By the time the Pasadena City Attorney Office filed on John Gottuso most of his alleged abuse of students statue of limitations had lapsed. One case proceeded. The victim was not my client but she allowed me to speak for her that day. My speech was nothing more than asking his past victims to stand up in court. “Will the victims of the 60’s please stand,” I said. “Now those of the 70’s…..The Eighties please…now the 90’s…”
I explained to the court I wanted Gottuso to know the court now knew what he was and that if there were victims in the next century Gottuso would know the court would put him behind bars for as long as possible.
It was also a great catharsis for so many women together to look down upon him in the courtroom with a Judge and the media present.
here are news stories
Man With Sex-Abuse History Runs School
Court: Legal loophole lets psychologist operate private facility despite criminal conviction, revoked license.
April 28, 1998|STEVE BERRY | TIMES STAFF WRITER
They came to court Monday to watch 66-year-old John Gottuso, a Pasadena psychologist who runs a church and Christian school, be sentenced for demonstrating a sex act with a teenage girl.
And they came to bemoan the fact that he will still be able to operate a school.
It was nine years ago that Gottuso lost his license to practice because a state agency found that he was having sex with some of his patients.
Two years later, another state agency forbade Gottuso from having any involvement with his church’s preschool, partly because agency investigators said he once played “sex tag” under a blanket with two girls.
Then last month, Gottuso settled a sexual- and psychological-abuse lawsuit by 11 plaintiffs.
And Monday, a Pasadena Municipal Court judge sentenced him to 30 days house arrest and five years probation after he pleaded no contest to demonstrating a sex act with a 15-year-old girl in late 1995 in front of a class at his Christ-Bridge Academy, now based in Altadena.
But because of a loophole in a state law, those legal problems have done little to restrict Gottuso’s ability to counsel and teach children.
Even after the state Department of Social Services took action against his church’s license to operate a private preschool in 1989, Gottuso continued to operate.
His church circumvented the department’s restrictions on Gottuso’s involvement in the school by simply changing the description of it. The church stopped calling the school a preschool, instead limiting enrollment to students in kindergarten through high school, said Pasadena Deputy City Prosecutor Connie Orozco, who handled the most recent case against him.
State law regulates preschools to shield them from abuse, but does not regulate private schools that serve kindergartners and grades above, Orozco said.
“The law absolutely needs to be changed,” she said.
Paul Morantz, a Pacific Palisades lawyer who represented the six adults and five students in the civil suit against Gottuso, said: “We as a state owe the public some protection . . . to make sure that no one with this kind of track record can teach in private schools.”
Outside court, Gottuso and his lawyer declined to comment.
Gottuso teaches and preaches to what disenchanted former followers describe as a sexually focused, psycho-religious cult based on unquestioning devotion and obedience to him.
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Verdict: Use Simple Good Sense
May 05, 1998
The sentencing last week of Pasadena psychologist John Gottuso to 30 days of house arrest and five years of probation on a sex-abuse charge poses an obvious question. Just how was this man able to run a private Christian K-12 school? And why will he be able to return to it once his sentence is completed? The answer requires some explanation, but there is a way to rectify what appears to be an appalling situation.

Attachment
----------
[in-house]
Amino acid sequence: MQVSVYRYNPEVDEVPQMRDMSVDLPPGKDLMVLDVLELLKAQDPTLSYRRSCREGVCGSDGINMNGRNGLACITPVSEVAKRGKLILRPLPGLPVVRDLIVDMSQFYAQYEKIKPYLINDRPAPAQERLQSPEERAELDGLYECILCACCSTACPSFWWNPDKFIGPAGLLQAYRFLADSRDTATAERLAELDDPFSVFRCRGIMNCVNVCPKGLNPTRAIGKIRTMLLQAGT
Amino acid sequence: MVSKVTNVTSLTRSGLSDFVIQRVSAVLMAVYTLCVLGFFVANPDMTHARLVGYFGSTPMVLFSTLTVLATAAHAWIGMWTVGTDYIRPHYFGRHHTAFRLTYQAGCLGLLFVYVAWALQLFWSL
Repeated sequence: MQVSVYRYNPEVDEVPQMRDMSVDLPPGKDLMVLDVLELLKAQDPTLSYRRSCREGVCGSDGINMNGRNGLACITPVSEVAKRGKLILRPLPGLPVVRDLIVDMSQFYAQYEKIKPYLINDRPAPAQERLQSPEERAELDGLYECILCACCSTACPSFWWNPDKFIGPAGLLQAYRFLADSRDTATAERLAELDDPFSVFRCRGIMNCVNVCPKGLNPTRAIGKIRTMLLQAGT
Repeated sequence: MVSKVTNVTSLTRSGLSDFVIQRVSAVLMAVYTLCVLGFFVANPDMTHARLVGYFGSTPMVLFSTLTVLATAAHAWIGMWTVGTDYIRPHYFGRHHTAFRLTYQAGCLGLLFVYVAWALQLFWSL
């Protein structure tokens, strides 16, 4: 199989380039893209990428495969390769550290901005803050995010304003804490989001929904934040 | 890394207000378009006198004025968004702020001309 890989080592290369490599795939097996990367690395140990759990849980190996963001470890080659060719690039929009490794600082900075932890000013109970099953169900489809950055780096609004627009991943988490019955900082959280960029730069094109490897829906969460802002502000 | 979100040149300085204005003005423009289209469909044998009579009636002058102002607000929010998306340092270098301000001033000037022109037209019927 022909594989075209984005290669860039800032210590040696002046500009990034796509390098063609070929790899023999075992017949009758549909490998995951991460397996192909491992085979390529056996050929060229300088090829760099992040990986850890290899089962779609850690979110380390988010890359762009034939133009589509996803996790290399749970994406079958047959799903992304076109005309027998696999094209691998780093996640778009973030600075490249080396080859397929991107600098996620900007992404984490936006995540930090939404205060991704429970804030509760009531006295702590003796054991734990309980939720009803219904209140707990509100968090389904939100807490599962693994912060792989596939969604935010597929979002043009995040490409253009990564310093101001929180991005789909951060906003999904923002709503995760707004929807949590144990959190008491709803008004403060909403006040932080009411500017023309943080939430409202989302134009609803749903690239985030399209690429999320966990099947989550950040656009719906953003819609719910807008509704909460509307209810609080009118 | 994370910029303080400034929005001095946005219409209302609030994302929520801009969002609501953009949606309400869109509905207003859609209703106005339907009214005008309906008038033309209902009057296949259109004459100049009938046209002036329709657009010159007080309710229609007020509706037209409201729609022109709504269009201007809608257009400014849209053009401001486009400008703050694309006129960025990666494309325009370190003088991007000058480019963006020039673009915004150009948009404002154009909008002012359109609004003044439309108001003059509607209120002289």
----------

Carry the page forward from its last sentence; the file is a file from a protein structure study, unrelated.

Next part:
On Monday of last week, a Pasadena municipal court judge handed out the sentence after Gottuso pleaded no contest to demonstrating a sex act with a teenage girl at his school. But that’s not all that we know about this character. Back in 1989, the California State Board of Medical Quality Assurance revoked Gottuso’s license to practice as a psychologist. That was after nine female patients complained to state regulators that Gottuso engaged in a variety of sex acts with them, in clear violation of professional standards.
Two years later, another state agency barred Gottuso from any involvement with his church’s preschoolers, in part because investigators said he once played “sex tag” under a blanket with two girls. And just last month, Gottuso settled a sexual and psychological abuse lawsuit filed by 11 plaintiffs that required Gottuso’s insurer to fork out $3.2 million.
Here’s the problem: Private schools are not licensed by the state. Schools have been barred only since October from hiring convicted felons, but Gottuso is not a felon. Obviously, a private school that wanted to keep its accreditation could fire Gottuso outright, but Gottuso runs his school. He’s in charge.
Current laws could be amended to handle this situation. For example, laws that bar adults guilty of violent or serious felonies from working at private schools could have language added to include any sex offense, including misdemeanors. And state officials could have, and should have, publicized each of their actions, offering a clear warning to parents who might not otherwise know about a professional’s checkered past. If it makes sense to publicize the names of people who will not pay child support, why not do the same to state-licensed professionals who could endagner children, keeping them from contact with preschoolers and similar situations?
In fact a law was passed as a result non qualifying for private school teaching anyone who would not qualify for teaching in public school.